Trees for the Future focus their plantation projects in sub-Saharan Africa and they don’t seem to estimate how much CO2 is offset – however, they look like a serious project with local (African) roots.
Trillion Trees: a join iniative to plant trees
Trillion Trees is a joint venture of three of the world’s largest conservation organisations – WWF, BirdLife International and the Wildlife Conservation Society that aims to protect and restore 1 trillion trees by 2050.
With projects across Asia, Africa and Central and South America, they have a more holistic, science-led approach focused on more than just planting trees. However, they have a specific reforestation branch where one – individual or company – can plant (or restore) trees starting from £3.
The Canopy Project: not so focused on offsetting data
Despite having good practices like growing tree saplings in nurseries for 6-12 months before planting them – and then monitoring them during the first years – The Canopy Project isn’t certified for any current carbon market.
According to them, their focus is empowering local communities and restoring habitat and they simply use the universally accepted standard of 48 pounds of carbon dioxide sequestered per tree per year to estimate the amount of carbon removed from the atmosphere.
National Forest Foundation: planting trees in the USA
Focused on forests in the US, the National Forest Foundation invites all Americans – businesses and individuals alike – to join their reforestation efforts.
With prices starting at $1, thanks to the help of national Forest Services whose staff provides $2 of value in project support and implementation, they also work with businesses to craft partnerships that speak to their environmental sustainability objectives.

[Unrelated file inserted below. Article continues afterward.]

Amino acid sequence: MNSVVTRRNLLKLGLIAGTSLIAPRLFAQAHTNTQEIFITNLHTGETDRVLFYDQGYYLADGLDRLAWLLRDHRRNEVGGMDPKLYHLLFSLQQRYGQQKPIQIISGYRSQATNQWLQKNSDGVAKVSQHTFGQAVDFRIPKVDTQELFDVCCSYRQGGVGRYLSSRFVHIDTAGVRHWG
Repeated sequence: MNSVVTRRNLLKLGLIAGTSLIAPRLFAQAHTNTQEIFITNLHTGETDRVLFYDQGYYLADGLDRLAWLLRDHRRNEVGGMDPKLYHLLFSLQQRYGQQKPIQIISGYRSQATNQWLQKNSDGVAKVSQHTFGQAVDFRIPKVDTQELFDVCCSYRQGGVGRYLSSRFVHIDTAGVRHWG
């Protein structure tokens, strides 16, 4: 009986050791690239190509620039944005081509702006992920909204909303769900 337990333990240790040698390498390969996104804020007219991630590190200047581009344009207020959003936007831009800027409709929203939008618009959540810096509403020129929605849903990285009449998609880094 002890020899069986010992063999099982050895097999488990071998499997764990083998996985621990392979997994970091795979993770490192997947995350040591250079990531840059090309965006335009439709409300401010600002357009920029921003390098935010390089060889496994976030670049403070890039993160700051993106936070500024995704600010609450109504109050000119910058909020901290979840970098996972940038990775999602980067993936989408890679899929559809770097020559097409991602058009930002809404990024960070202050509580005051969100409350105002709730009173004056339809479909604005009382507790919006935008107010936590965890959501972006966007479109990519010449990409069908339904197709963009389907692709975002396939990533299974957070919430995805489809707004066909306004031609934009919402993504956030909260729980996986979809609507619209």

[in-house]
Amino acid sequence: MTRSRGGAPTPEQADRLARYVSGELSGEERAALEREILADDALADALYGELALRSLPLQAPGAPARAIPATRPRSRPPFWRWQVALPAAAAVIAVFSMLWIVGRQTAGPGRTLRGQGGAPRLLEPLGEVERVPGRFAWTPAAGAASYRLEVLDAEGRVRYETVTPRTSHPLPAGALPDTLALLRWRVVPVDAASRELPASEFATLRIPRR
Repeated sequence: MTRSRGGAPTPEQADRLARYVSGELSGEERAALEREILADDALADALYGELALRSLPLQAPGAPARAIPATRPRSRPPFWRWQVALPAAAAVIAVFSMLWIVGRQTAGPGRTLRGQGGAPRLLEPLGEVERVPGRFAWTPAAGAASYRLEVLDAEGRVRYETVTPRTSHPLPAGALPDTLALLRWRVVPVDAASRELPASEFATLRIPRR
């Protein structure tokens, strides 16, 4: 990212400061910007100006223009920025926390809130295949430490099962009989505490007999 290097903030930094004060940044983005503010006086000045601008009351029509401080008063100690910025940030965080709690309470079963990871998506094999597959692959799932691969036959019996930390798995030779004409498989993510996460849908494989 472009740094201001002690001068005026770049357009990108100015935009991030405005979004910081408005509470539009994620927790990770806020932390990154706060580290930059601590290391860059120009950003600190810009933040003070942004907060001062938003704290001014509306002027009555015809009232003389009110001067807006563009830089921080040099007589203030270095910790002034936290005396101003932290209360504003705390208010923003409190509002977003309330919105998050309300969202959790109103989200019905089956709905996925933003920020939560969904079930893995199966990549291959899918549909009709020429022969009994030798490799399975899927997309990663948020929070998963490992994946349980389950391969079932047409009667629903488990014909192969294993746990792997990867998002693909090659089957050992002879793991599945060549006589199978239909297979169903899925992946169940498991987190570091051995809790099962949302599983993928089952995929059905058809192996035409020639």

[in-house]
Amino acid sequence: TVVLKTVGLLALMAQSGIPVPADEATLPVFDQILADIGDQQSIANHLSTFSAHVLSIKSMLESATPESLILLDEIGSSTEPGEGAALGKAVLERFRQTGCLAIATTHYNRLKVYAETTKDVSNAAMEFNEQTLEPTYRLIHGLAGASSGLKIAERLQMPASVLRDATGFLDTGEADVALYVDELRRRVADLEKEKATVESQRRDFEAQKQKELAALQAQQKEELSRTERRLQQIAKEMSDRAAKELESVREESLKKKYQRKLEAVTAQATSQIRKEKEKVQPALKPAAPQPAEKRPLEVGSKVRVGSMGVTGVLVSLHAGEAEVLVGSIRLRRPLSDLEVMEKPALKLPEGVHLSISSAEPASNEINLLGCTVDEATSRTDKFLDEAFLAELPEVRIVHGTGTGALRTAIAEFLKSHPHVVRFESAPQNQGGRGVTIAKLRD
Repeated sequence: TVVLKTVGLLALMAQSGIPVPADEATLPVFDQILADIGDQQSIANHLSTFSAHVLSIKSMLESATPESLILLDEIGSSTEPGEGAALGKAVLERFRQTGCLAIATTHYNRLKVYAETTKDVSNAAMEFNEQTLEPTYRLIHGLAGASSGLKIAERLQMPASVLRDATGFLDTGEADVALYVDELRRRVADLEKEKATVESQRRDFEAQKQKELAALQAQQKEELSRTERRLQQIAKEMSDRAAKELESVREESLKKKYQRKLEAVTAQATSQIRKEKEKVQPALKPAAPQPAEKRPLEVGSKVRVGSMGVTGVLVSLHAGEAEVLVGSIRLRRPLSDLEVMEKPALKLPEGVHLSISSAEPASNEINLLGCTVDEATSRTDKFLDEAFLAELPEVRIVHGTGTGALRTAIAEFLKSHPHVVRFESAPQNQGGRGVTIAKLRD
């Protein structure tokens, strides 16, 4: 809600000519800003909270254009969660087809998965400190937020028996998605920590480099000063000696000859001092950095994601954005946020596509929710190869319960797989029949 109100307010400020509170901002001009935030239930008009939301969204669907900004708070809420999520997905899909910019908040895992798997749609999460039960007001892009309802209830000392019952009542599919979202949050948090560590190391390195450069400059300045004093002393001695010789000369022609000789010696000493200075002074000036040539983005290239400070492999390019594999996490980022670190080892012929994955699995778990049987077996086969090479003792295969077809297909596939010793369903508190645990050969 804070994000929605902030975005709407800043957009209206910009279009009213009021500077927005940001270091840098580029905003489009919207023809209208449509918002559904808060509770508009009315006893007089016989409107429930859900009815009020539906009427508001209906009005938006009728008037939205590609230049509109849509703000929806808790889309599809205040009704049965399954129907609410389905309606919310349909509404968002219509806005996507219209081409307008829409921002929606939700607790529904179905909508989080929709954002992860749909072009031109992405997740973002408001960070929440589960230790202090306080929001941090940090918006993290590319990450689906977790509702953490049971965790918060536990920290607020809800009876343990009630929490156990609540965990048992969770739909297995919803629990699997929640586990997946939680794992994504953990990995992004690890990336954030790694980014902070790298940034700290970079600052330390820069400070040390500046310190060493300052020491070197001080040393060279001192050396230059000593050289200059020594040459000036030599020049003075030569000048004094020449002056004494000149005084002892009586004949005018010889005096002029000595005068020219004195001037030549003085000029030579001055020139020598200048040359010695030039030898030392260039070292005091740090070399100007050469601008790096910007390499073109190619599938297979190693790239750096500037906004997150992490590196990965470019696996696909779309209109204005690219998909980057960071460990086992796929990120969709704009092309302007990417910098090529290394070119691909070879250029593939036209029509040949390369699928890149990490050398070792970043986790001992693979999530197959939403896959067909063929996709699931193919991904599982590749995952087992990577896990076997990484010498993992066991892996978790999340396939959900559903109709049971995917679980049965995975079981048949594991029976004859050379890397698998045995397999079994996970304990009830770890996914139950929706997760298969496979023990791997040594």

Mossy Earth: a website focused on rewilding
More focused on getting members – rather than donors – Mossy Earth presents itself as a pathway to action, empowering you to fight back and have a real impact by restoring key ecosystems and mitigating your carbon emissions.
One can become a member of the community for £12/month (£144/year) and with that plant 48 trees a year – the equivalent to 4 trees per month, each worth £3.
They also have memberships for team members (starting at £10 per member) and offer – sell – businesses the chance to fund and craft their own rewilding intervention.
A final note on the impact of planting trees
If you are looking to plant a tree for the sake of it, we recommend getting your hands dirty and feeling the pleasure of doing it yourself.
However, if you want to buy them as part of a business offsetting scheme, mind that preparing the land, monitoring and maintenance means more costs for those planting trees on your (organisation’s) behalf. So don’t rush into choosing the cheapest tree you can find and instead, make sure you choose one that you can follow up on.
Find some time to do your “homework” and make sure you’ll be investing in a project that is actually doing good, reforesting using native species after doing a holistic ecosystemic assessment that makes ecological sense.
Finally and more importantly: leave offsetting activities as a last resource and look instead at how you can change and innovate your lifestyle (or company) and avoid creating those greenhouse gas emissions in the first place.
There’s just not enough land for everyone or every company to offset their emissions – reduction must come first.